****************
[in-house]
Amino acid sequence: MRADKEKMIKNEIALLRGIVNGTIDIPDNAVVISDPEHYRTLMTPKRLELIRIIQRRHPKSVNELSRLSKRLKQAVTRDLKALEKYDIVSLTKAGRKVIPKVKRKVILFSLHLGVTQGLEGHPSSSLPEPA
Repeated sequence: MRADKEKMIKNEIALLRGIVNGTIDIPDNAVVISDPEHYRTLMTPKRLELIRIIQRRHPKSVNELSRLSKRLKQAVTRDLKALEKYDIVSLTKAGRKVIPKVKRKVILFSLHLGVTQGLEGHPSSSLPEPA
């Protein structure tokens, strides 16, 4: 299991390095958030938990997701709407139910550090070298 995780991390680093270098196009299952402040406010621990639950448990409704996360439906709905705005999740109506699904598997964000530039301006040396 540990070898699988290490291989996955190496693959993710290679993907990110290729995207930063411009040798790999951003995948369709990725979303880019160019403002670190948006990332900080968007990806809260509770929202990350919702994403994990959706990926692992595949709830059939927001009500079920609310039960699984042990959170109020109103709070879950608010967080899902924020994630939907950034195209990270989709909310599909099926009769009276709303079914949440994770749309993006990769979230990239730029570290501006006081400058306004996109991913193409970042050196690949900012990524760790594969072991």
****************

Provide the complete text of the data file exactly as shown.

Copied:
[in-house]
Amino acid sequence: MRADKEKMIKNEIALLRGIVNGTIDIPDNAVVISDPEHYRTLMTPKRLELIRIIQRRHPKSVNELSRLSKRLKQAVTRDLKALEKYDIVSLTKAGRKVIPKVKRKVILFSLHLGVTQGLEGHPSSSLPEPA
Repeated sequence: MRADKEKMIKNEIALLRGIVNGTIDIPDNAVVISDPEHYRTLMTPKRLELIRIIQRRHPKSVNELSRLSKRLKQAVTRDLKALEKYDIVSLTKAGRKVIPKVKRKVILFSLHLGVTQGLEGHPSSSLPEPA
């Protein structure tokens, strides 16, 4: 299991390095958030938990997701709407139910550090070298 995780991390680093270098196009299952402040406010621990639950448990409704996360439906709905705005999740109506699904598997964000530039301006040396 540990070898699988290490291989996955190496693959993710290679993907990110290729995207930063411009040798790999951003995948369709990725979303880019160019403002670190948006990332900080968007990806809260509770929202990350919702994403994990959706990926692992595949709830059939927001009500079920609310039960699984042990959170109020109103709070879950608010967080899902924020994630939907950034195209990270989709909310599909099926009769009276709303079914949440994770749309993006990769979230990239730029570290501006006081400058306004996109991913193409970042050196690949900012990524760790594969072991």